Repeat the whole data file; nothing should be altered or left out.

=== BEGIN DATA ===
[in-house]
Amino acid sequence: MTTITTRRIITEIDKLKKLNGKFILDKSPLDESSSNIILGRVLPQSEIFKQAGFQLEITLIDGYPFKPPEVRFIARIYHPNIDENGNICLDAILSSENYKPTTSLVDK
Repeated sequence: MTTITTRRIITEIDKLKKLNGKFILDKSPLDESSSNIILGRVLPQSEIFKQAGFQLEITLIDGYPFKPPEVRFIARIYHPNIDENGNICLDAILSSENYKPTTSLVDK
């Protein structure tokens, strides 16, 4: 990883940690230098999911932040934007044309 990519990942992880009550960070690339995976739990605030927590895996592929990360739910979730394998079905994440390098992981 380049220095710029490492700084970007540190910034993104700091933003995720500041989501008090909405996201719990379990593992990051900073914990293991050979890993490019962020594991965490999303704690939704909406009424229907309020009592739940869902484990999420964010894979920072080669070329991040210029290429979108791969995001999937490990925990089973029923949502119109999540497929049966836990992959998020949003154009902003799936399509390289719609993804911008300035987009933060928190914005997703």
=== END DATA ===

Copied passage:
[in-house]
Amino acid sequence: MTTITTRRIITEIDKLKKLNGKFILDKSPLDESSSNIILGRVLPQSEIFKQAGFQLEITLIDGYPFKPPEVRFIARIYHPNIDENGNICLDAILSSENYKPTTSLVDK
Repeated sequence: MTTITTRRIITEIDKLKKLNGKFILDKSPLDESSSNIILGRVLPQSEIFKQAGFQLEITLIDGYPFKPPEVRFIARIYHPNIDENGNICLDAILSSENYKPTTSLVDK
């Protein structure tokens, strides 16, 4: 990883940690230098999911932040934007044309 990519990942992880009550960070690339995976739990605030927590895996592929990360739910979730394998079905994440390098992981 380049220095710029490492700084970007540190910034993104700091933003995720500041989501008090909405996201719990379990593992990051900073914990293991050979890993490019962020594991965490999303704690939704909406009424229907309020009592739940869902484990999420964010894979920072080669070329991040210029290429979108791969995001999937490990925990089973029923949502119109999540497929049966836990992959998020949003154009902003799936399509390289719609993804911008300035987009933060928190914005997703």